Wednesday, March 31, 2010

Make and Use Piping

With a cording foot or an adjustable zipper foot you can make piping for your sewing projects. Another foot that can be used to make cording is the welting foot. There are pros and cons. A welting foot holds the cording securely in grooves underneath the foot, yet it also limits you to only one size of cording. The welting foot does come in multiple sizes, however, if you plan to begin making your own piping and of various sizes the zipper foot works great.

Additional detailed instructions and clear photos are in my book, The Sewing Machine Attachment Handbook, pages 88 - 89. Additional details are given for the welting foot and to make tubular cording.

Ready - Begin!
Gather your materials - Zipper/cording foot, cording, and fabric. I have my fabric I will be covering with cord and the fabric I want the cording sewn into. Cording is sold in various widths so choose according to your finished project.
  1. Cut a strip of fabric 1 1/4 inch plus at least 3 times the width of the cord. I "eyeball" my measurements. Lay your cording on the fabric and give yourself at least an inch on both sides. Fold it over before cutting to just make sure of your measurement. If you are going around curves, cut your fabric on the bias, if not then it can be straight of grain. The fabric length is determined by the length of piping you wish (piping is what the final result is called).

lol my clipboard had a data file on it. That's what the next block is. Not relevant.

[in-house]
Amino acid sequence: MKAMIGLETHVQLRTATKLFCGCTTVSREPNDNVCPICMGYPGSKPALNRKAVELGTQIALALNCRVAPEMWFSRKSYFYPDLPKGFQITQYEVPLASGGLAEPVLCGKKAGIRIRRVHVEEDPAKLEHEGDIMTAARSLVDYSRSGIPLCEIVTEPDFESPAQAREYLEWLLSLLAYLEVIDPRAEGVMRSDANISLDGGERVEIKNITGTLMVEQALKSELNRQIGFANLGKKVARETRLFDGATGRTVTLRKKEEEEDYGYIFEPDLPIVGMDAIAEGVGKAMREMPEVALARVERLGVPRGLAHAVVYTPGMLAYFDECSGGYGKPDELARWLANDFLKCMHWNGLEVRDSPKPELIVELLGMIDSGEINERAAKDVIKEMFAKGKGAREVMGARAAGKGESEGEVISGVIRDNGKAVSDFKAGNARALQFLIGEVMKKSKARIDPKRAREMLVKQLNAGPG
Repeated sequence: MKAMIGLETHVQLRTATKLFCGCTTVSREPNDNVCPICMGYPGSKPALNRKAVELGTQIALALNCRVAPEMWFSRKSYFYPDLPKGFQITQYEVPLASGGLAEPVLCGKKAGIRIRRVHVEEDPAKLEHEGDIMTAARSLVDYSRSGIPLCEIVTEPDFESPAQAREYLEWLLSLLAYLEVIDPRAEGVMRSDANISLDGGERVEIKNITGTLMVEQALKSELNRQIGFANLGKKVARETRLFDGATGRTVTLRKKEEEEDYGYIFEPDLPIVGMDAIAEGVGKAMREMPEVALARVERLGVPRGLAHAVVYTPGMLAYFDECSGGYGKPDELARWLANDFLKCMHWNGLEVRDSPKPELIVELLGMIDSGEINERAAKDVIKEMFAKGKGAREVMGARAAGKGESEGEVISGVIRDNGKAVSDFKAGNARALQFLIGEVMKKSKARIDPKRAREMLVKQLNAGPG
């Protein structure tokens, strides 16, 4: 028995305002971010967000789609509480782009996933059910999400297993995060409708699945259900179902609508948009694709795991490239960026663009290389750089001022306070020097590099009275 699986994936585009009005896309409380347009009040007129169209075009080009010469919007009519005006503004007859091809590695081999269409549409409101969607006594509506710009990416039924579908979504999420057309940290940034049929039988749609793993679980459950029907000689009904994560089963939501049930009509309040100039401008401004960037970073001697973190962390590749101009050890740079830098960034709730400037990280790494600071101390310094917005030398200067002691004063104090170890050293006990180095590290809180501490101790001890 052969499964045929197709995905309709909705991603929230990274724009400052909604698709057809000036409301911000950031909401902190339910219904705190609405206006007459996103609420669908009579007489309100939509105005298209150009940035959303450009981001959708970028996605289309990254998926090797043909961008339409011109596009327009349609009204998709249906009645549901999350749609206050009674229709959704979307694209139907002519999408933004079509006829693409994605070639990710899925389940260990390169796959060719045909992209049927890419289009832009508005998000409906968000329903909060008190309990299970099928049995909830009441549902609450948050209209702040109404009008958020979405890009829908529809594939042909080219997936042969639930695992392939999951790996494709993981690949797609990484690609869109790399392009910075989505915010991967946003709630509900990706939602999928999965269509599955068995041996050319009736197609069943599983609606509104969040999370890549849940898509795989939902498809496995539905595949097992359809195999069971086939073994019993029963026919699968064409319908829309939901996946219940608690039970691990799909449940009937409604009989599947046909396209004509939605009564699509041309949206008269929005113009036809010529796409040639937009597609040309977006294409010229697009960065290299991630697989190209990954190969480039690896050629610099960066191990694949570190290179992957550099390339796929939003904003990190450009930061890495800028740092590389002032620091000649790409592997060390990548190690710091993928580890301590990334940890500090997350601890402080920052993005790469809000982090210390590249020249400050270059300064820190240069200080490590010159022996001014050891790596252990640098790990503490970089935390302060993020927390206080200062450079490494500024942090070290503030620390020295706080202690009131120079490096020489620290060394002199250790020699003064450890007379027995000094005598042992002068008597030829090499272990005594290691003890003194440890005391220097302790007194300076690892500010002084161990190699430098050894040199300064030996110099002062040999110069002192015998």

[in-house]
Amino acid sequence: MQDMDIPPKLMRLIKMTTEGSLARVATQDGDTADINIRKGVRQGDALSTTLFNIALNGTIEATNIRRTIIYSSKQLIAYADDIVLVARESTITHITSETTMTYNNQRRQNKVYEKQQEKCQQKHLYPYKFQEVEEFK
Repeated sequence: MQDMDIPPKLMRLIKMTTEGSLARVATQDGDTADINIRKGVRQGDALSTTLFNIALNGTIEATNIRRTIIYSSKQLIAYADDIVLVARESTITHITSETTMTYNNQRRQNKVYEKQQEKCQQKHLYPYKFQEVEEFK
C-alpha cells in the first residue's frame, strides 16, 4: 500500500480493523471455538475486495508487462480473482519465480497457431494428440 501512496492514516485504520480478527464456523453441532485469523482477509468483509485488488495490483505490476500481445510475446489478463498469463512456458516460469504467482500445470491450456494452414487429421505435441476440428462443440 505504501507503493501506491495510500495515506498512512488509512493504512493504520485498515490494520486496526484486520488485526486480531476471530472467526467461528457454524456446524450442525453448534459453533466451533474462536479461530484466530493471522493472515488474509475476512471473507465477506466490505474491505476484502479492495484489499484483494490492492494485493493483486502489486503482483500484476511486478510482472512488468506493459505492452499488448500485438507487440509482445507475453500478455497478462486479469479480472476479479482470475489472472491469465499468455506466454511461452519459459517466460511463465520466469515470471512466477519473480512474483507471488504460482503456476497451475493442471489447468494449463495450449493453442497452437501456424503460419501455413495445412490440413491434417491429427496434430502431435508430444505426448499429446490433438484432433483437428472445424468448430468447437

2. Wrap the fabric around the cording. Having the cording extend at least an inch beyond the top edge will prevent it from sliding out.
  3. Adjust your zipper/cording foot so stitches fall on the right side of the cord and close to the outside edge (just shy of 1/8 inch). Your stitches should be close enough to the cording, but not sewing through it. Since you will be sewing the cording into two other pieces of fabric, you want the stitches far enough away so they don't show in your final seam.
  4. Begin sewing down the length of your cording/fabric layers. Be sure to back tack at the beginning and ending.
Your piping is finished! Now to insert the piping into a seam.
  1. Place one fabric right side up, then place the piping, then the second fabric piece, right side down. Keep raw edges together.
  2. Adjust your zipper foot closer to the piping. If your machine has a needle position feature, you can easily use that to move the needle and foot closer. You want to sew against the piping, but not through it.
  3. Begin sewing. If you have excess seam allowance, cut it off.
  4. Finished!

After you practice several times, you will certainly be ready to insert piping in every sewing project. Use smaller piping (with mini cording) along the edge of collars, down the front of a blouse.

Happy Sewing!
Charlene

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